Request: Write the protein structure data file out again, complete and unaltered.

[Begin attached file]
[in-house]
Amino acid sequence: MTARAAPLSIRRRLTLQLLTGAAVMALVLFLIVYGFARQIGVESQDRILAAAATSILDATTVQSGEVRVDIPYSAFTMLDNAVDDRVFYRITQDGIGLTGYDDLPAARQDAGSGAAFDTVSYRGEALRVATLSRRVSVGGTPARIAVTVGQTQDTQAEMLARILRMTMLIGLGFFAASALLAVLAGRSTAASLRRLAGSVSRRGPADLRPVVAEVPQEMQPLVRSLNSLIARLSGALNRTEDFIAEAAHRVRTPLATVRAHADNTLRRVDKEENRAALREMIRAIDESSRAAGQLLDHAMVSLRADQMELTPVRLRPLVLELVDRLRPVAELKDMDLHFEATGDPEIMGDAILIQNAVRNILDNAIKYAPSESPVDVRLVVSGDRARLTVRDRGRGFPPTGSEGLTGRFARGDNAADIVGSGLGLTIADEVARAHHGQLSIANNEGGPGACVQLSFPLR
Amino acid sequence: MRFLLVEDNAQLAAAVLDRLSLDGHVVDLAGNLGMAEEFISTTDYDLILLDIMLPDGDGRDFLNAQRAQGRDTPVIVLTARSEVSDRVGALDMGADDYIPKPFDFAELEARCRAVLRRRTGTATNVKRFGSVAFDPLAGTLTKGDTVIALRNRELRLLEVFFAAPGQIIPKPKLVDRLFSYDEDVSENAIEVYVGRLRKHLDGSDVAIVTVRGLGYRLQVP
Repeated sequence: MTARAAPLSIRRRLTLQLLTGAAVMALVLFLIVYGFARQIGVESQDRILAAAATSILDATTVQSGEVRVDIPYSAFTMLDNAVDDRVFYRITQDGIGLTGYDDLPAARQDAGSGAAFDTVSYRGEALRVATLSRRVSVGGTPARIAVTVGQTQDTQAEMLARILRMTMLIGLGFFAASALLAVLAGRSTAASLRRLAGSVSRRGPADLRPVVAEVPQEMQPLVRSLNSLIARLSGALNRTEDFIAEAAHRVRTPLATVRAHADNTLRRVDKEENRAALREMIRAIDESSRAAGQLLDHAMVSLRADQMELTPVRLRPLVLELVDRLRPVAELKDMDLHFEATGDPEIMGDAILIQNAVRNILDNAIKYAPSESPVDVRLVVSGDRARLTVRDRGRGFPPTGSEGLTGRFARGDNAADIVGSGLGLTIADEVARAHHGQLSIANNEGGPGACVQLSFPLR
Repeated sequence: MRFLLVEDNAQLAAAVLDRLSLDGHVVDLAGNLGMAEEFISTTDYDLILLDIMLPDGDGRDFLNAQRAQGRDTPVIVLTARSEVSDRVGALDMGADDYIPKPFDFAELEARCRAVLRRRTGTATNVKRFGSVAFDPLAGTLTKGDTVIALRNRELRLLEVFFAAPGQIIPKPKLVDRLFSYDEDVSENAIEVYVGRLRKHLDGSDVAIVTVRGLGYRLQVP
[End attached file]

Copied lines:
[in-house]
Amino acid sequence: MTARAAPLSIRRRLTLQLLTGAAVMALVLFLIVYGFARQIGVESQDRILAAAATSILDATTVQSGEVRVDIPYSAFTMLDNAVDDRVFYRITQDGIGLTGYDDLPAARQDAGSGAAFDTVSYRGEALRVATLSRRVSVGGTPARIAVTVGQTQDTQAEMLARILRMTMLIGLGFFAASALLAVLAGRSTAASLRRLAGSVSRRGPADLRPVVAEVPQEMQPLVRSLNSLIARLSGALNRTEDFIAEAAHRVRTPLATVRAHADNTLRRVDKEENRAALREMIRAIDESSRAAGQLLDHAMVSLRADQMELTPVRLRPLVLELVDRLRPVAELKDMDLHFEATGDPEIMGDAILIQNAVRNILDNAIKYAPSESPVDVRLVVSGDRARLTVRDRGRGFPPTGSEGLTGRFARGDNAADIVGSGLGLTIADEVARAHHGQLSIANNEGGPGACVQLSFPLR
Amino acid sequence: MRFLLVEDNAQLAAAVLDRLSLDGHVVDLAGNLGMAEEFISTTDYDLILLDIMLPDGDGRDFLNAQRAQGRDTPVIVLTARSEVSDRVGALDMGADDYIPKPFDFAELEARCRAVLRRRTGTATNVKRFGSVAFDPLAGTLTKGDTVIALRNRELRLLEVFFAAPGQIIPKPKLVDRLFSYDEDVSENAIEVYVGRLRKHLDGSDVAIVTVRGLGYRLQVP
Repeated sequence: MTARAAPLSIRRRLTLQLLTGAAVMALVLFLIVYGFARQIGVESQDRILAAAATSILDATTVQSGEVRVDIPYSAFTMLDNAVDDRVFYRITQDGIGLTGYDDLPAARQDAGSGAAFDTVSYRGEALRVATLSRRVSVGGTPARIAVTVGQTQDTQAEMLARILRMTMLIGLGFFAASALLAVLAGRSTAASLRRLAGSVSRRGPADLRPVVAEVPQEMQPLVRSLNSLIARLSGALNRTEDFIAEAAHRVRTPLATVRAHADNTLRRVDKEENRAALREMIRAIDESSRAAGQLLDHAMVSLRADQMELTPVRLRPLVLELVDRLRPVAELKDMDLHFEATGDPEIMGDAILIQNAVRNILDNAIKYAPSESPVDVRLVVSGDRARLTVRDRGRGFPPTGSEGLTGRFARGDNAADIVGSGLGLTIADEVARAHHGQLSIANNEGGPGACVQLSFPLR
Repeated sequence: MRFLLVEDNAQLAAAVLDRLSLDGHVVDLAGNLGMAEEFISTTDYDLILLDIMLPDGDGRDFLNAQRAQGRDTPVIVLTARSEVSDRVGALDMGADDYIPKPFDFAELEARCRAVLRRRTGTATNVKRFGSVAFDPLAGTLTKGDTVIALRNRELRLLEVFFAAPGQIIPKPKLVDRLFSYDEDVSENAIEVYVGRLRKHLDGSDVAIVTVRGLGYRLQVP